Chronic Pain and Depression
Depression plays a significant role in chronic pain, particularly where sleep deprivation is present. For some people, the stress and depression resulting from chronic pain can become consuming, and have the potential to significantly worsen and prolong the pain. Increased pain can, in turn, lead to increased stress and depression, creating a cycle of depression and pain that can be difficult to break.
In any type of chronic back or neck pain, it is essential to be aware of the potential development of depression, as depression can prolong and/or worsen the pain. Often, clinicians will refer to a patient’s “suffering” which is the pain plus its emotional component (e.g. depression). As such, one can have a great deal of chronic pain with little suffering or minimal pain with great depression.
Steps to Address Depression
Following are several steps to help prevent or manage both the chronic pain and associated depression that may develop:
Early diagnosis of depression associated with pain. Many physicians are not necessarily trained to assess for depression during the course of treating pain. An informed physician can suggest a treatment plan early on that treats the patient’s depression as well as their physical pain, giving the patient the best chance at a positive outcome. It is advisable to talk to a doctor if any of the following common symptoms of depression are experienced:
- A sad or anxious mood
- Difficulty with falling asleep and/or staying asleep
- Feeling of hopeless or lack of interest in previously enjoyable activities
- An increase or decrease in appetite
- Low energy or a lack of motivation over a period
Similarly, people should talk with their doctors if they believe they exhibit symptoms characteristic of stress-related back pain, which are similar to those of fibromyalgia:
- Back pain and/or neck pain
- Diffuse muscle aches
- Muscle tender points
- Sleep disturbance and fatigue
In many stress-related back pain cases, patients complain of the pain "moving around" or becoming noticeably worse either just before, during, or just after a stressful event or experience. Chronic pain can also be exacerbated by things such as physical de-conditioning due to lack of exercise and a person’s thoughts about the pain. An appropriate exercise program and meditation and other cognitive techniques, are all effective coping techniques that can help prevent the pain from worsening.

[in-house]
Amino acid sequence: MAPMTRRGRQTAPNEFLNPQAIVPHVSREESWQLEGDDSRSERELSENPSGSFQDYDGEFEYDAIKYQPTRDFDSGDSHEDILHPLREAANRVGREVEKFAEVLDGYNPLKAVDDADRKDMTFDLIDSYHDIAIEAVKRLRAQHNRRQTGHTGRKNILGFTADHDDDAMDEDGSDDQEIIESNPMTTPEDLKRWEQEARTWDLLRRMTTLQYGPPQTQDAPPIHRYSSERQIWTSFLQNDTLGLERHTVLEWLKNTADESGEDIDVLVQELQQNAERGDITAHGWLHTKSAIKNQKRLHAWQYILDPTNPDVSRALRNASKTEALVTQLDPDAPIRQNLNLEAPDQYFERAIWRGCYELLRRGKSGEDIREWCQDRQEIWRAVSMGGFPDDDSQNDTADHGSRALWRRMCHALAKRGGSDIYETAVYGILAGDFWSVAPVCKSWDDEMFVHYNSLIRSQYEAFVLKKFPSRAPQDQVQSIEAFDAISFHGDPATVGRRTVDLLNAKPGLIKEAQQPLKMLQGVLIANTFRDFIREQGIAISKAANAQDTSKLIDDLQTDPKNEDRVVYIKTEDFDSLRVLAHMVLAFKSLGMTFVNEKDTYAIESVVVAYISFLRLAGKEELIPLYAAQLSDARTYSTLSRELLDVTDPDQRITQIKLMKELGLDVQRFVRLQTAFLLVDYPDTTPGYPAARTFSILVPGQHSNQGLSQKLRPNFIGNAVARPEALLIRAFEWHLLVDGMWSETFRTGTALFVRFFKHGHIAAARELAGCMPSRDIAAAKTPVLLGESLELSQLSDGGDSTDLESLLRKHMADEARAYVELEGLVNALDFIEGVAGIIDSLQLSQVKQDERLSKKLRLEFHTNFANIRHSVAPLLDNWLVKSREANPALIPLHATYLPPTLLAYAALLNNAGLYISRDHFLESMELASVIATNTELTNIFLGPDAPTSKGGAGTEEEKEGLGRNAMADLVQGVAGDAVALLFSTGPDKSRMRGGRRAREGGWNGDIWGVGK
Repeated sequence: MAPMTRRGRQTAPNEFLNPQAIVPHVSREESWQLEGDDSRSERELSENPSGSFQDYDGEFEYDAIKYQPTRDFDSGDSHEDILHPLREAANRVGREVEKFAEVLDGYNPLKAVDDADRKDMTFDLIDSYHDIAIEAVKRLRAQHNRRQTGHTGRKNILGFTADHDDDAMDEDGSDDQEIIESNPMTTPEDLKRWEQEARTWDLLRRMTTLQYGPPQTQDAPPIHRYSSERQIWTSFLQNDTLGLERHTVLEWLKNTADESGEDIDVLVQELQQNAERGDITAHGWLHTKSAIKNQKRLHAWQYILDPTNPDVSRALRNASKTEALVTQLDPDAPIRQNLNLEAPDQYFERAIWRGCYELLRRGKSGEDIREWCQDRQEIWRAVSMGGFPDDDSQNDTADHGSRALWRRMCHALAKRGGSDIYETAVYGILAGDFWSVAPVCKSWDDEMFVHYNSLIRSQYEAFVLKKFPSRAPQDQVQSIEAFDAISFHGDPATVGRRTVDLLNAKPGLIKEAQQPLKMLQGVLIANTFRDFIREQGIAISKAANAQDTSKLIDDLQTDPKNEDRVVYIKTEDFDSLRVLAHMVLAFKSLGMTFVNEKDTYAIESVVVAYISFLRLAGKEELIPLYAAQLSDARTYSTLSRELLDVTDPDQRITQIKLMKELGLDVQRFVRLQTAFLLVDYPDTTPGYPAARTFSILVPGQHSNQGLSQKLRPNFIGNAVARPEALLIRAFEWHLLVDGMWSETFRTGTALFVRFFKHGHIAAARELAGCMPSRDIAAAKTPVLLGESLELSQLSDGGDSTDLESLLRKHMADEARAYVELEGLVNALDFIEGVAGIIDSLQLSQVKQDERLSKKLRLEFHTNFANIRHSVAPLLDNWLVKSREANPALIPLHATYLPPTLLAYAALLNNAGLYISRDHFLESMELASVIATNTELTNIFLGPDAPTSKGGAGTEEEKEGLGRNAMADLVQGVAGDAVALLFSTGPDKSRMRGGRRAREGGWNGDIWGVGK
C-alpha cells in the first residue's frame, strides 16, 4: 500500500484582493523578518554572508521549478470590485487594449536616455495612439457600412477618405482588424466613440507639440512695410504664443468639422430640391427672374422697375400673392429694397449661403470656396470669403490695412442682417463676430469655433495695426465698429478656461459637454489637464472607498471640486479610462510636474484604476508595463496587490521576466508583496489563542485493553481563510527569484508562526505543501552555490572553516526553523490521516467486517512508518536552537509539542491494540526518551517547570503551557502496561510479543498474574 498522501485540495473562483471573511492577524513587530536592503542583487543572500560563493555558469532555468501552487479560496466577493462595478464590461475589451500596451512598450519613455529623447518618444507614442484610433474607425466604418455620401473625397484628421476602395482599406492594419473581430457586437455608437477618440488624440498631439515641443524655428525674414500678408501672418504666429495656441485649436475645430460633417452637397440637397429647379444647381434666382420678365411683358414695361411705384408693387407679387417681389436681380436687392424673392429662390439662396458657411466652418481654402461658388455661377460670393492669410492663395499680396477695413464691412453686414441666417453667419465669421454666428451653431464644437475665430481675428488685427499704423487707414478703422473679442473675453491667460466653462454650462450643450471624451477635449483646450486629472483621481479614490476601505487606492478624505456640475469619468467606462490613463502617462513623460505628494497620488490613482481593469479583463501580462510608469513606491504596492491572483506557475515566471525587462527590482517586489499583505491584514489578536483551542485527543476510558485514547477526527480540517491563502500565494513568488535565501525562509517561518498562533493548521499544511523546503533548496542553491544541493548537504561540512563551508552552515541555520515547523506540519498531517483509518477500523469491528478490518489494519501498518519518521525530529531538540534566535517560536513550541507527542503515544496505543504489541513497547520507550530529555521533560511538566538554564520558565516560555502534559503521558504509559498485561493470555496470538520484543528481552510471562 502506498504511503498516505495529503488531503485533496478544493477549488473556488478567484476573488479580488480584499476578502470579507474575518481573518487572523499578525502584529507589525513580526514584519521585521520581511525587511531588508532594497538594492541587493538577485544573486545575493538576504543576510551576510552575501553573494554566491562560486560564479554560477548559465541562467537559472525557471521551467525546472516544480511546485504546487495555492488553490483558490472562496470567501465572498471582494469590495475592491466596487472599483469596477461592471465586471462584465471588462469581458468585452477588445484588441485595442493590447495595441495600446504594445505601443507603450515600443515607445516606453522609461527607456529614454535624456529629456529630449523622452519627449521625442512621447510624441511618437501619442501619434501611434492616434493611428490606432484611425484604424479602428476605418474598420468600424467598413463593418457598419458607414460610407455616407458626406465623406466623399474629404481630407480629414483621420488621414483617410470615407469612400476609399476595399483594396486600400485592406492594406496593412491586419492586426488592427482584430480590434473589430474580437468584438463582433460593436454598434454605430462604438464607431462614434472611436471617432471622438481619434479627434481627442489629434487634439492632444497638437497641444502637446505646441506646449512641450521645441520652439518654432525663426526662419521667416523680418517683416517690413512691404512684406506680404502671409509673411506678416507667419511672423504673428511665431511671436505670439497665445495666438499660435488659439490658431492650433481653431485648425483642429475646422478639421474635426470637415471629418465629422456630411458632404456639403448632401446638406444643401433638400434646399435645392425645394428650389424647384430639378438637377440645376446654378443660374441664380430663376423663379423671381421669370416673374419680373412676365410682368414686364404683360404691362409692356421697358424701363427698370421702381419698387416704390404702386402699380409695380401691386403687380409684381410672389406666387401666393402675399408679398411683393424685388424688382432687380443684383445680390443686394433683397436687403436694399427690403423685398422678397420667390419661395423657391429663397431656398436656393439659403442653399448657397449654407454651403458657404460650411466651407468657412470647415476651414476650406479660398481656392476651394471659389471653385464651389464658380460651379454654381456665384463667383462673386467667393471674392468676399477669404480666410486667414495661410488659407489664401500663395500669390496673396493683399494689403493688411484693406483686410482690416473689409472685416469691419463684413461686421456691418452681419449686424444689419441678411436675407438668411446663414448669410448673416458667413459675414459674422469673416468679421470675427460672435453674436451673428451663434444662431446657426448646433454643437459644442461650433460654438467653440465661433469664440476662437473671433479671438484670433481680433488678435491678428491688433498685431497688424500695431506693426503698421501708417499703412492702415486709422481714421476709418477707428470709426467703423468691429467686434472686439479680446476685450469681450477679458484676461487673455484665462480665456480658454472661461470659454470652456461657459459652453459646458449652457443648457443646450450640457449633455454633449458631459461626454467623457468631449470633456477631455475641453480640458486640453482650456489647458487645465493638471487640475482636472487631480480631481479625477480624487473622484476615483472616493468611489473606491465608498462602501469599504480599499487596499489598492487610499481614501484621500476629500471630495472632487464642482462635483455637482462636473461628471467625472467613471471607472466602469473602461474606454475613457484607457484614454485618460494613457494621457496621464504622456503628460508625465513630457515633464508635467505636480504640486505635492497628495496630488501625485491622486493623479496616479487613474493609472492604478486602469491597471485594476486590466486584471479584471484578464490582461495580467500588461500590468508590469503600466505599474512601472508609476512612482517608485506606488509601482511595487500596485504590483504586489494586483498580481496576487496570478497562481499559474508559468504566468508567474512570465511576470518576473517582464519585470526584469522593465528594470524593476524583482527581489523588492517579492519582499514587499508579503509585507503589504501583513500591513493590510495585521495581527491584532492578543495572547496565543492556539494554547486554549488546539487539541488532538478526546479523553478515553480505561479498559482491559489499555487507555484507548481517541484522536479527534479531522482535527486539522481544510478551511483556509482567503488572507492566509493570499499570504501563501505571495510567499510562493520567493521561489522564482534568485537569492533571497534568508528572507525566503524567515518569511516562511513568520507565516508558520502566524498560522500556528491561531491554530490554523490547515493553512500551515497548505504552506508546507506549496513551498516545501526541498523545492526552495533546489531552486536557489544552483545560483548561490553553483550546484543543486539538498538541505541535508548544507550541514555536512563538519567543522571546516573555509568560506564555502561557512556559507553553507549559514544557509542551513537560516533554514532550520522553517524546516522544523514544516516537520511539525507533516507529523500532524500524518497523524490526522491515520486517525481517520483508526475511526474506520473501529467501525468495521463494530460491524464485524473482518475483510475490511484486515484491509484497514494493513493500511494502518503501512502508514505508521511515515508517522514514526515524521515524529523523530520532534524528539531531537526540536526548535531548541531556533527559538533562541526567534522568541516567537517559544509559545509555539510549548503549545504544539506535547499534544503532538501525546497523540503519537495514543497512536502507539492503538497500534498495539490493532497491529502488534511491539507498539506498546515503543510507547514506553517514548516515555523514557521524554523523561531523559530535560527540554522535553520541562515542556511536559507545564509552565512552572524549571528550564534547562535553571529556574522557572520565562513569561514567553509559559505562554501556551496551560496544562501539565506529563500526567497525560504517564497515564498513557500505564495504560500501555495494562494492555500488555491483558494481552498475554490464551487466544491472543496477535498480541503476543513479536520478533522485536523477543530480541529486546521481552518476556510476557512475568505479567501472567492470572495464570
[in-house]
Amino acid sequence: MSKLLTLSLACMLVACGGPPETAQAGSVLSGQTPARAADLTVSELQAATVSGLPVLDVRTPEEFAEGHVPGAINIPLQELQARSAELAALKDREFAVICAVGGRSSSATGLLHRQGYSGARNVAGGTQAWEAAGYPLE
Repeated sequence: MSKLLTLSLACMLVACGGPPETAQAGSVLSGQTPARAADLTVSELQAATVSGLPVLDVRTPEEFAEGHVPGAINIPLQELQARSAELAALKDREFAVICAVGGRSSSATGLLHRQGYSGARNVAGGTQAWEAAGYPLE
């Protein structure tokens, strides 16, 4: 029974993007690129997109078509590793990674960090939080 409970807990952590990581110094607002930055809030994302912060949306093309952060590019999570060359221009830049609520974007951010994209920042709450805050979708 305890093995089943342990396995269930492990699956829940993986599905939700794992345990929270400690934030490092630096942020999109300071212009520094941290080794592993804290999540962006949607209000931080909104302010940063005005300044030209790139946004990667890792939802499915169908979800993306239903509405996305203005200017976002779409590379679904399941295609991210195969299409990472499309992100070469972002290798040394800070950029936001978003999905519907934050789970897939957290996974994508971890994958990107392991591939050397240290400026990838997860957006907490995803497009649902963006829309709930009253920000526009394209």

Identifying stress triggers or emotional triggers that affect the pain is the first step in helping manage pain—at least in part—by avoiding or eliminating specific stress triggers. For example:
- A person does not plan ahead for appointments causing s/he to be habitually late due to traffic and other unforeseen problems. This type of situational “stress” may result in increased pain.
- A couple develops a pattern of bringing up, and discussing, stressful issues just before bed. The individual with chronic pain gets “stressed,” sleep poorly, and wakes up in increased pain. A simply behavioural prescription of prohibiting these types of discussion in the evening (e.g. the finances), could help avoid this trigger.
Patients can monitor how their own stress and anxiety affects their back pain by keeping a diary of when their back pain changes and what kinds of stress could be triggering the pain. This exercise can provide and identification of the elements in one's life that affects the pain.
Depression and an emotional reaction to chronic pain are to be expected; they are understandable. Many patients do not speak to their clinicians about their depression because they believe that once the initial pain problem is resolved, the depression, anxiety, and stress they are feeling will go away. However, secondary losses from a chronic pain problem, such as the loss of the ability to do favourite activities, disrupted family relationships, financial stress, or the loss of a job, can continue to contribute to feelings of hopelessness and depression even beyond the resolution of the pain problem. Getting simultaneous back pain and depression treatment will give the patient a better chance of a full recovery.
In addition, it's important to note that some common treatments for pain (e.g. opioid pain medication, activity restriction, bed rest), can actually make depression worse. This worsening depression can then affect the physical presentation of the pain. If both physical and mental well-being are being monitored closely by medical experts, treatment and medication recommendations, including antidepressants, can be made that take both the physical pain and the emotional health of the patient into account.